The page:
- Learn how to practice.
- Learn how to play
- Learn how to perform
Learn how to practice
Learning how to practice has everything to do with your awareness when you do things wrong. You must learn how to make adjustments, recognize when you’ve done something right and be able to repeat the process.
You can get the best instruction in the world, but you’ll always get more reps away from your coach. With that said, if you can’t practice, you’ll never get paid to play, because you won’t be good enough.
In addition, it takes 3,000 reps to build a habit. As we have discussed, there are seven parts of the swing. That’s 21,000 reps. Mastering the ability to practice also requires that you be a committed and disciplined person. A commitment is simply a promise you make to yourself, while discipline is doing things you need to do even though you don’t want to do them.
The seven parts of the swing are:
Learn how to play
Learning how to play baseball is more than playing games. Learning involves practicing with your team, drills that you do at home and the private instruction you receive. Games should be nothing more than a test of what you have done to prepare for the game.
Most coaches don’t have a methodology of baseball development to start with. Without having a methodology in place, coaches are left to schedule a lot of practices and games knowing the “cream will rise to the top.”
Playing baseball as a hitter ultimately leads to getting lots of hits, driving in runs and scoring runs. Lots of people want to get a lot of hits, but won’t master the skills necessary to convert your “wants” to a reality.
Learn how to perform
Performing requires you to have skills. Unlike talent, skills are developed by training under stress. Hitting 500 baseballs every day improves your talent, but not your skills. Hit a target 50 percent of the time from 50 feet away using a tee and 500 baseballs, and then you can brag about your skills. Your skills will undoubtedly show up in your games.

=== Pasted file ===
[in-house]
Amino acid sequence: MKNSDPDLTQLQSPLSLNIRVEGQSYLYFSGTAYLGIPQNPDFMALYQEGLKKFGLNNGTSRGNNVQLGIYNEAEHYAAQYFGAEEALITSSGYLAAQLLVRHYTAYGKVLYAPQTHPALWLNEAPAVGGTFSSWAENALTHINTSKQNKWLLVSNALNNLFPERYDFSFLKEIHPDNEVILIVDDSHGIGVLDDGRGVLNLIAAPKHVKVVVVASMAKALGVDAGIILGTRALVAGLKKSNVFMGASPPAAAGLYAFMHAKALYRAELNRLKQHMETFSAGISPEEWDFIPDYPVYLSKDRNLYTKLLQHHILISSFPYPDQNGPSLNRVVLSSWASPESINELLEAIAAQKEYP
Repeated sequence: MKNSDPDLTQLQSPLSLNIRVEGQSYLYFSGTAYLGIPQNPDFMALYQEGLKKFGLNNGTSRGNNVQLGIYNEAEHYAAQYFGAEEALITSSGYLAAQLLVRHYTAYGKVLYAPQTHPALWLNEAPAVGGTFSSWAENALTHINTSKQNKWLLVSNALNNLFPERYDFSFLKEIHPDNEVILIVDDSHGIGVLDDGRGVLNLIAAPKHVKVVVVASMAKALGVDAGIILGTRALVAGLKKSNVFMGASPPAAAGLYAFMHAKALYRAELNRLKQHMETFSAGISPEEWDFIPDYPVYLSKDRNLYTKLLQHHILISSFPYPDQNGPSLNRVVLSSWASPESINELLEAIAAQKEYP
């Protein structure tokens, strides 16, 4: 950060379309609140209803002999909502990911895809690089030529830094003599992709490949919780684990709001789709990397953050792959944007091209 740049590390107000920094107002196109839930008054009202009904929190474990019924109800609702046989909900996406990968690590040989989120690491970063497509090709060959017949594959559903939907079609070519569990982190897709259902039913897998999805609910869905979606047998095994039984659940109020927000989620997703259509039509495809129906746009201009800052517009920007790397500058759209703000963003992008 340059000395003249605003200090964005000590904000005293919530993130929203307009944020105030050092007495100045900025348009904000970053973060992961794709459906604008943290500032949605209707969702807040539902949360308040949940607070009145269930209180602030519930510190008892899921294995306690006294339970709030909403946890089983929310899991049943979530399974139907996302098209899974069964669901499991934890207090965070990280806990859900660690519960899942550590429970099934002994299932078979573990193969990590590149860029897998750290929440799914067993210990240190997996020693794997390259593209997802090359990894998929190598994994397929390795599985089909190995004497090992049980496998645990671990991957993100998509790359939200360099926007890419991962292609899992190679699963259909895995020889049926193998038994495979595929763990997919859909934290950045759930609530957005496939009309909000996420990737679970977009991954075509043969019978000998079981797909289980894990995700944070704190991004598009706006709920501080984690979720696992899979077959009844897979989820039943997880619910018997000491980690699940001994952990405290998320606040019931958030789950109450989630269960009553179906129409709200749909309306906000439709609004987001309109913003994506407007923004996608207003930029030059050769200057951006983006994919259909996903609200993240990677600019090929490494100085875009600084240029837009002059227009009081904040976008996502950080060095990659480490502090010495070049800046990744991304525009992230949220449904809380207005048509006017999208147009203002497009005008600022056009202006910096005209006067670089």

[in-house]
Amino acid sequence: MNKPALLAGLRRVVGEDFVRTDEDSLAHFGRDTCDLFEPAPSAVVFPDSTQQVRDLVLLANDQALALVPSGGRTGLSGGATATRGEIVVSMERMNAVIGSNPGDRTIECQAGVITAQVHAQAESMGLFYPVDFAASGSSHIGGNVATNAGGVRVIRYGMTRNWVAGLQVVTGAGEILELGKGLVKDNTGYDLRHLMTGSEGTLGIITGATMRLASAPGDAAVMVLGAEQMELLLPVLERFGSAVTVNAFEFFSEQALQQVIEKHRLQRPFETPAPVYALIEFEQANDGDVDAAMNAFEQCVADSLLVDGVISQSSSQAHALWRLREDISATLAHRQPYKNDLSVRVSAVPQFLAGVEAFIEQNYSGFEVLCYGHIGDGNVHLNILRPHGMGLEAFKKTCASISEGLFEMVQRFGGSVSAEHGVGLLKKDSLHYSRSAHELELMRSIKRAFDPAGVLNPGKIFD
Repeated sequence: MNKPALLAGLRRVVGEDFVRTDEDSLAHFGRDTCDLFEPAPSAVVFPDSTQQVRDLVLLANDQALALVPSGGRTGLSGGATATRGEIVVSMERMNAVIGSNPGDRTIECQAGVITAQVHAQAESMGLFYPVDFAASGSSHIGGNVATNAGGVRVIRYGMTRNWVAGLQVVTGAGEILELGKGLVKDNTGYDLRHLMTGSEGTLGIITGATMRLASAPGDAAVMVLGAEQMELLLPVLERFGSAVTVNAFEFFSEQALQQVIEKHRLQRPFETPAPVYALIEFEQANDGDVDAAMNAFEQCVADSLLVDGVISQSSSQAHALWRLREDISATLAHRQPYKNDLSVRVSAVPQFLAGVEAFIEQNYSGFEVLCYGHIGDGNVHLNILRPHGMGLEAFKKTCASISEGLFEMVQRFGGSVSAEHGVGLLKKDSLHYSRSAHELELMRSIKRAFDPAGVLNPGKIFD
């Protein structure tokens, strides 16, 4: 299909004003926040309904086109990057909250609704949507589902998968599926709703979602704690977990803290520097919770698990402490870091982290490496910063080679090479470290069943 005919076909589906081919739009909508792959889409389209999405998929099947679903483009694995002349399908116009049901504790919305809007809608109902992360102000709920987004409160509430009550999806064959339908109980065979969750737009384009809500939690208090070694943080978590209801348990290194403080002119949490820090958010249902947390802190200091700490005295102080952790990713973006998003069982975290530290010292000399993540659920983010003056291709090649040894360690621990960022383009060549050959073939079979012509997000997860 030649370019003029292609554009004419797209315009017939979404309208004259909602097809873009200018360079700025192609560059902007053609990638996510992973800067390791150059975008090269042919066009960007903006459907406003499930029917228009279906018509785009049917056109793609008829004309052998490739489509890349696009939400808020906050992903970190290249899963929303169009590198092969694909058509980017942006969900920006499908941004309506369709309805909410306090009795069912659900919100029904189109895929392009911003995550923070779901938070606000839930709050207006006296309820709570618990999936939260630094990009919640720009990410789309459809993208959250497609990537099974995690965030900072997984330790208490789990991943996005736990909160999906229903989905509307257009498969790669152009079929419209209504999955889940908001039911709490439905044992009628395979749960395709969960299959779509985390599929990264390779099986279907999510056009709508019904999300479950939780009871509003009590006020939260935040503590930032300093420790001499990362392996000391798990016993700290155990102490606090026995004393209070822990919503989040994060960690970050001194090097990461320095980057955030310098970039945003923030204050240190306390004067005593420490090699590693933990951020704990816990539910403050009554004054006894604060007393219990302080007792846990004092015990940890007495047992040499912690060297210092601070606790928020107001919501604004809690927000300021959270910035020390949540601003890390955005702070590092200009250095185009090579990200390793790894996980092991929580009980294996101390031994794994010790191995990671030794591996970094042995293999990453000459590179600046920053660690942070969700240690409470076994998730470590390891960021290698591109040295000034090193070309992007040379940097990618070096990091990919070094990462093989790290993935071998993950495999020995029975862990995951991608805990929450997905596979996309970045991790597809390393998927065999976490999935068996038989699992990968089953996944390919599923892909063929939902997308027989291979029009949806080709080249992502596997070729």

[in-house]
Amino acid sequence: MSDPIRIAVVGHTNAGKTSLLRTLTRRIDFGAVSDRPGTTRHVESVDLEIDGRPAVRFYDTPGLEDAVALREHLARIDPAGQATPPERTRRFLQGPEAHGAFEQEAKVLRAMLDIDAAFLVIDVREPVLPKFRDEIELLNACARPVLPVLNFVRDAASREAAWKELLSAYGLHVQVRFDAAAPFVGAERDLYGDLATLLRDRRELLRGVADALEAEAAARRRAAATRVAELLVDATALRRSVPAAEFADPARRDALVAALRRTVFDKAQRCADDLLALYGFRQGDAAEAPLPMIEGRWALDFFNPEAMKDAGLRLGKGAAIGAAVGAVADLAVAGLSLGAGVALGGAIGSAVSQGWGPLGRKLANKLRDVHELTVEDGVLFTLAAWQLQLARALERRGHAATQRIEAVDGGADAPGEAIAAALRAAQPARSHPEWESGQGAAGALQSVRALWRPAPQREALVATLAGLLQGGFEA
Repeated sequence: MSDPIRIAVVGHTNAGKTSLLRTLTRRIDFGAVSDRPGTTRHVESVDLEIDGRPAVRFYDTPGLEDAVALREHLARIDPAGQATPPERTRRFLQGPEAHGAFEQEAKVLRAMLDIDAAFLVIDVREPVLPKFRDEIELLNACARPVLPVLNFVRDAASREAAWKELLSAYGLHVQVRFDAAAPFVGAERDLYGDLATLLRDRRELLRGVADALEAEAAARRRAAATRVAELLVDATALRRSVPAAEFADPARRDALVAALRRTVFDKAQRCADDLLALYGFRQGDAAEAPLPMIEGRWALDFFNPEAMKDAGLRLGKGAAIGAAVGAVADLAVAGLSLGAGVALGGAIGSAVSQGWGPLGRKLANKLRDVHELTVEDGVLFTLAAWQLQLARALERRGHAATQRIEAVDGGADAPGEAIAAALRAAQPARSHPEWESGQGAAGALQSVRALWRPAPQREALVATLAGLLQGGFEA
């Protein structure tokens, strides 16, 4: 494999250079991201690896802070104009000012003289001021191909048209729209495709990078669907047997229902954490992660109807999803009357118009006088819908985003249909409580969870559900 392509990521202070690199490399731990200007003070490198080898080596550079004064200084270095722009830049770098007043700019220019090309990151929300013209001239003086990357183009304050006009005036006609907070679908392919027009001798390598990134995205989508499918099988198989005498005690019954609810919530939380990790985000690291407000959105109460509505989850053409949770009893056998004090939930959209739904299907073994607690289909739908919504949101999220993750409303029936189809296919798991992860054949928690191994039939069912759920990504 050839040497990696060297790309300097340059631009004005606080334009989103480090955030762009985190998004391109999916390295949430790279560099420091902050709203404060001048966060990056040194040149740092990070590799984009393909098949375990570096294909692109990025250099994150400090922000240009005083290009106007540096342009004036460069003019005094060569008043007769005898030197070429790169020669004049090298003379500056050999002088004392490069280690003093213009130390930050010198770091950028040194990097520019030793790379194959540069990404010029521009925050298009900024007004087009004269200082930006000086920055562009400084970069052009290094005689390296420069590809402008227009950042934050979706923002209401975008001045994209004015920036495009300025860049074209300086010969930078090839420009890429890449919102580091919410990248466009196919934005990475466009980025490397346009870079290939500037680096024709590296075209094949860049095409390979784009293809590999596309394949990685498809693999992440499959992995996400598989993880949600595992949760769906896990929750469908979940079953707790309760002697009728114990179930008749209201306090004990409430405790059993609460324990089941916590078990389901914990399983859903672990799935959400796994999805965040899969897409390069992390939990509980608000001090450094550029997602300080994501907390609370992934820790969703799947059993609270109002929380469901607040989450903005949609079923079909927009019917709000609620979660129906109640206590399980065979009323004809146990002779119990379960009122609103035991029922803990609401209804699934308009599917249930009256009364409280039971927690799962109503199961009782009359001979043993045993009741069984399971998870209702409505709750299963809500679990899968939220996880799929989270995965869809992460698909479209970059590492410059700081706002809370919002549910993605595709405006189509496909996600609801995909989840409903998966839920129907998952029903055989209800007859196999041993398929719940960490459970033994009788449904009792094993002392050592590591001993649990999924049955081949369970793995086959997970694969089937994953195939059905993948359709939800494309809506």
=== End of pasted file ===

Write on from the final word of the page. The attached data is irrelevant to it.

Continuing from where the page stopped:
Here are two of my favorite complaints I hear from hitters:
“I was hitting good in the cage but not in the game,” or “I’m hitting the ball hard in the games but it’s going right at people.”
The gold standard for collegiate and Major League Baseball remains that you get a hit 30 times out of 100 at-bats. You can strikeout 70 times in a row and get 30 hit, and you’ll still get paid to play.
You must be trained to perform, and practicing and training aren’t the same. These three S’s must be in place in order for you to claim that you are being trained:
Systematic – “What all are we doing?”
Sequential – “Are we doing it in the right order?”
Simple – “Can I do it?”
Having tools is cool but skills pays the bills.
Remember: Intelligence tops being smart.
C.J. Stewart has built a reputation as one of the leading professional hitting instructors in the country. He is a former professional baseball player in the Chicago Cubs organization and has also served as an area scout for the Cincinnati Reds. As founder and CEO of Diamond Directors Player Development, CJ has more than 12 years of player development experience and has built an impressive list of clients, including some of the top young prospects in baseball today. If your desire is to change your game for the better, C.J. Stewart has a proven system of development and track record of success that can work for you.